Blog

Welcome to our blog. Here, you can find a variety of articles, from the relevance of degrowth in/for current affairs and contemporary political and social movements, until the impressions and news from events such as the international degrowth conference in Malmö in 2018. If you would like to comment on or contribute to the blog, please contact us at joelle@degrowth.info.



A Green New Deal beyond growth (II) – Some steps forward

By Elena Hofferberth

Among the proposals of how to address the climate crisis, calls for a Green New Deal (GND) have recently gained a lot of traction. Riccardo Mastini’s article laid out much of the content of current GND proposals as well as criticism from the degrowth perspective. While critical scrutiny is absolutely crucial to ensure that ideas for change truly live up to their goals it is also important to figure out if, and on what grounds, different movements can come together in their struggles. I will therefore take up Kallis’ (2019) conclusion and ask: ‘What about degrowth and a Green New Deal? The opponent is formidable and what we need are alliances, not divisions’.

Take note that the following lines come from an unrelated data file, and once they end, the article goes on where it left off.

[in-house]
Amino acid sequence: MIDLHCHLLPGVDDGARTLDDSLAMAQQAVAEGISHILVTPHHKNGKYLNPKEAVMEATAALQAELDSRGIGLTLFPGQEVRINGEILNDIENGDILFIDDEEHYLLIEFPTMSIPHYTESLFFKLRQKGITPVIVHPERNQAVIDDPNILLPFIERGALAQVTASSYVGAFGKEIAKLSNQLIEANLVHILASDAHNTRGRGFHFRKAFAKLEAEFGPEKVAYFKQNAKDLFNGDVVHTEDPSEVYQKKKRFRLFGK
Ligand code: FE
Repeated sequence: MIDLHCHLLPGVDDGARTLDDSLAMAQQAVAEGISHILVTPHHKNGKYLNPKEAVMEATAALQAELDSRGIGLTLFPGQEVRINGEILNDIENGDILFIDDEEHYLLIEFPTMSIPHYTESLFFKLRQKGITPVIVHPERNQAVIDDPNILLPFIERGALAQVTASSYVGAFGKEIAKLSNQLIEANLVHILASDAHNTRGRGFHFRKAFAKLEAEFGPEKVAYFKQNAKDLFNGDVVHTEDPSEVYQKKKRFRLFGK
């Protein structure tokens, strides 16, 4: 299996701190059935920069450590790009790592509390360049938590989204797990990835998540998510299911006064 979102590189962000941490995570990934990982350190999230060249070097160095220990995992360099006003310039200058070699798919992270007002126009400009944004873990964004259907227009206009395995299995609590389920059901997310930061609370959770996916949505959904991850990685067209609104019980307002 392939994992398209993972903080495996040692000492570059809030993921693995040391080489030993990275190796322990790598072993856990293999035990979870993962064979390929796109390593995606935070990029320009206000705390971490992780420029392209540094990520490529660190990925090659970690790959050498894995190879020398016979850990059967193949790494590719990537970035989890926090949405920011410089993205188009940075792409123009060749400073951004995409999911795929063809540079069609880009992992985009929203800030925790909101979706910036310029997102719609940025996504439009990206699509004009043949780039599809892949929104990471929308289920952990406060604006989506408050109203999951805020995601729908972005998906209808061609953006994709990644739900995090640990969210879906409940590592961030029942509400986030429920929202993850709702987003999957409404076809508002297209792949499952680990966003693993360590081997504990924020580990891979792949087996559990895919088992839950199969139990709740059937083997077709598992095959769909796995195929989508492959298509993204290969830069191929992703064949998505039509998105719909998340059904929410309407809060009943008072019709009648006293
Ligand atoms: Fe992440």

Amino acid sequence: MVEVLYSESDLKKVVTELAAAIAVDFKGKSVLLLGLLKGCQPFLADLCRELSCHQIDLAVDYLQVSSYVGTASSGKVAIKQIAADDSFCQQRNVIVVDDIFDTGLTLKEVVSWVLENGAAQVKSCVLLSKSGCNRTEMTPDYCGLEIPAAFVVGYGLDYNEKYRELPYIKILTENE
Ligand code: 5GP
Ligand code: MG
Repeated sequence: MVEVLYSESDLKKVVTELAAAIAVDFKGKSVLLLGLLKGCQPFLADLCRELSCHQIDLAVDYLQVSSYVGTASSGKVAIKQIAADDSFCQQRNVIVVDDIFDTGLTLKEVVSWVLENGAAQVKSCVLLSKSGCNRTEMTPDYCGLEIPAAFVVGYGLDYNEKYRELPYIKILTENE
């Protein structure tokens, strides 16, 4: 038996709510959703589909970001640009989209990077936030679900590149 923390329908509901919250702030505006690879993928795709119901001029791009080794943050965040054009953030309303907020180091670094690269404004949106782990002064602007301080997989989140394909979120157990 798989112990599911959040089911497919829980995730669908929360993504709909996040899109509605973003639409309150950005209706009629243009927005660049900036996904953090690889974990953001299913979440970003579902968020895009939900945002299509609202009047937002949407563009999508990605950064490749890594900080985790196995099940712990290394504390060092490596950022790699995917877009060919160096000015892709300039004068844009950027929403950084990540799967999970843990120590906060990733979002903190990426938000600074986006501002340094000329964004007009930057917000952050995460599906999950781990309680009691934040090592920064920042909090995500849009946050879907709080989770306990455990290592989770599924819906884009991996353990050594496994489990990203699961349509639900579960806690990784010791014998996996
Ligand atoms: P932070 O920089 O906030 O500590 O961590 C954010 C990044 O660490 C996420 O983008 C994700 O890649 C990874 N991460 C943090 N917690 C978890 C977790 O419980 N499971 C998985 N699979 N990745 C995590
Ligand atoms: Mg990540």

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Maximum limits on income and wealth? A degrowth perspective

By Hubert Buch-Hansen and Max Koch

Against the background of a looming ecological collapse and extreme socio-economic inequality, growth-critical scholars and activists debate various eco-social policies that can facilitate transitions towards genuinely environmentally sustainable and socially equitable societies. Such policies include work sharing, time-banks, job guarantees, complementary currencies and minimum income schemes. A policy that is frequently mentioned in the growth-critical literature, yet rarely discussed in any depth, is maximum limits (or caps) on wealth and income. Seen from a degrowth perspective, the attraction of such caps is not only that they could potentially pave the way for societies that are more equitable; it is also that they could hamper the ability of the richest individuals to lead ecologically harmful lifestyles by making them economically worse off. The latter is significant given that ‘the richest 1% may emit 30 times more than the poorest 50%, and 175 times more than the poorest 10%’.[i]read more

A Green New Deal beyond growth

By Riccardo Mastini